“What are you talking about, keep the wives and out of it?!,” Fillipponi asked.

“Do we believe this is work or shoot here?,” Mueller wondered.

“Oh, I think this is real,” Fillpponi added, which Mueller agreed.

“Do you think a close fist from Ben Watson hit Peter Burns?,” Mueller asked.

“No, I think he picked him up by the lapels,” Fillipponi said.

When the subject of Watson’s religion was brought up, Fillipponi then pointed out the absurdity of the situation.

“So wait a minute? Because you believe in Jesus Christ you care about your wife more than other people? What are you talking about?”

“I think he might have a shorter fuse and not taking in humor that Peter Burns was giving out,” Mueller said.

“It was an innocuous joke!,” Fillipponi stated. “It wasn’t a joke! Why is it in bad taste?”

Mueller then added the idea of Watson’s wife texting Burns insinuates there’s an inappropriate relationship.

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Sports Radio News

Craig Carton: Booger McFarland’s Zach Wilson Analysis ‘An Embarrasment’

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Craig Carton

ESPN NFL analyst Booger McFarland raised eyebrows on Monday Night Countdown this week by saying New York Jets quarterback Zach Wilson has never been held accountable for his actions because he was a “young man who grew up with a lot of money”. WFAN afternoon host Craig Carton called out McFarland’s comments Tuesday as outlandish.

“It was an embarrasment,” Carton said. “Someone should ask Booger McFarland if his kids — who grew up with amazing wealth — have accountability in their lives or if having a little bit of money in your pocket immediately discounts the possibility to have accountability. He’s an idiot and we learned that last night.”

“It’s funny that Steve Young was on the other side of it,” Evan Roberts noted. “Because a long time ago, Steve Young criticized Chris Simms because he’s the son of a famous quarterback.”

“You don’t have to invent reasons for why Zach Wilson isn’t playing well,” added Carton. “Just watch his tape. He’s not playing well. Maybe he’s just not good!”

Carton later said NFL reporters “will try to make a name for themselves by putting out a story” about quarterbacks who take responsibility for their teams failures, while Wilson wouldn’t accept the blame.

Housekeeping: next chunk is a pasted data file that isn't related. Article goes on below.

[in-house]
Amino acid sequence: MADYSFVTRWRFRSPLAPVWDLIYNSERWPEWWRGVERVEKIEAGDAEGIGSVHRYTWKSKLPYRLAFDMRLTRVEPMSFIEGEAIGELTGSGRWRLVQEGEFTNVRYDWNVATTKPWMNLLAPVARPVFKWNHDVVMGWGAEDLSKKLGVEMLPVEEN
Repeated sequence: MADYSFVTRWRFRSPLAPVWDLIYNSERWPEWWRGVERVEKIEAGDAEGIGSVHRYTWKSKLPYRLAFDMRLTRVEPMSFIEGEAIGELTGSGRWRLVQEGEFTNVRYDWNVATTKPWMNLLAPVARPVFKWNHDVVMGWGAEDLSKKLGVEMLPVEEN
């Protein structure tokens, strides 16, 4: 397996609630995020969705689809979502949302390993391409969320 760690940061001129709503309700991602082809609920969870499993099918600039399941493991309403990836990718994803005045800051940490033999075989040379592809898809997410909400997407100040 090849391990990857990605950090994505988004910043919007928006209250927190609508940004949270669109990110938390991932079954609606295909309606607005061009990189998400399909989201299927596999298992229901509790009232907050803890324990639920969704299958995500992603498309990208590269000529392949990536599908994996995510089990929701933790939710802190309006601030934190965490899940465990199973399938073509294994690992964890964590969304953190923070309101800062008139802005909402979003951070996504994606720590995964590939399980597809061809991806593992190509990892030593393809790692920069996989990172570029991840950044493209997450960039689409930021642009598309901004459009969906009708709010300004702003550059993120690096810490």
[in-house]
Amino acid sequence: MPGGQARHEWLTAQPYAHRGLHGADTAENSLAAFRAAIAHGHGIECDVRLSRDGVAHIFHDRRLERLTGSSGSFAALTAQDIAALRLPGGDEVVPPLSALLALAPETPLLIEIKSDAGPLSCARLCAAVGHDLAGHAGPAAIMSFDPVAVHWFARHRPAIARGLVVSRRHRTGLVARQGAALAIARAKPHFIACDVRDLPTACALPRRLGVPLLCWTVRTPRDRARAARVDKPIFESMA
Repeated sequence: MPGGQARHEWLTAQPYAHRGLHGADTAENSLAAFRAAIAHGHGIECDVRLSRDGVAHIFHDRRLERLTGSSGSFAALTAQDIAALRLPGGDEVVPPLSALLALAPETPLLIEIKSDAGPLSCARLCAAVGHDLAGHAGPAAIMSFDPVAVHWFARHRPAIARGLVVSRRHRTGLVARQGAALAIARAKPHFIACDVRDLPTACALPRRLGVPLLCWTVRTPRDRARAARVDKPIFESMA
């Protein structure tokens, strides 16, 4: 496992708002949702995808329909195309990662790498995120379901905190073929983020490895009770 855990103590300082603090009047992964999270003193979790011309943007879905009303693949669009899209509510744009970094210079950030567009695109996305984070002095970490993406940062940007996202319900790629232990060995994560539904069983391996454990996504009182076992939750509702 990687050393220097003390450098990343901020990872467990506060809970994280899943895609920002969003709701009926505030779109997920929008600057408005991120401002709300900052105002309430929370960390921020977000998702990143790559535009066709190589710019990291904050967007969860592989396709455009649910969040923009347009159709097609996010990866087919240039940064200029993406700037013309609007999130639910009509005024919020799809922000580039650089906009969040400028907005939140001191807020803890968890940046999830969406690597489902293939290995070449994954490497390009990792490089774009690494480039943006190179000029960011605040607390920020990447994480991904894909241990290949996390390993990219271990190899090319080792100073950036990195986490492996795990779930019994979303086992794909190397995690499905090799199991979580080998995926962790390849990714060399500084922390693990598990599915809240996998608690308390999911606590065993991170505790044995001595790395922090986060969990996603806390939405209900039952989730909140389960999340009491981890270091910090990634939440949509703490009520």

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Greg Hill: Ben Watson, Peter Burns Drama Was A Bit

“Be careful when you’re talking about somebody’s wife and their kids. ‘Cause not everybody jokes the same way.”

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Peter Burns and Ben Watson shared an awkward exchange during the halftime show of an SEC Network football game over the weekend, and many are still debating whether Watson walking off the set was serious or not. Count part of the cast of The Greg Hill Show on WEEI as doubters.

“That was a a bit,” Courtney Cox said. “That was absolutely a bit.”

“Yeah, unlike the Chris Rock/Will Smith thing, I assume that was a bit,” Hill said. “I can’t believe that Ben Watson is really angry about that.”

“I dunno, man. There’s been a lot of speculation that it isn’t,” Jermaine Wiggins added. “There are people who are very sensitive about you clowning on them or joking with them. Especially with joking about their wife. Some people can’t handle jokes like that.”

After a back-and-forth with Cox about the legitimacy of the joke, Wiggins concluded by saying for some folks family is off limits.

“I’ve learned something in my 47 years on this Earth: be careful when you’re talking about somebody’s wife and their kids. ‘Cause not everybody jokes the same way.”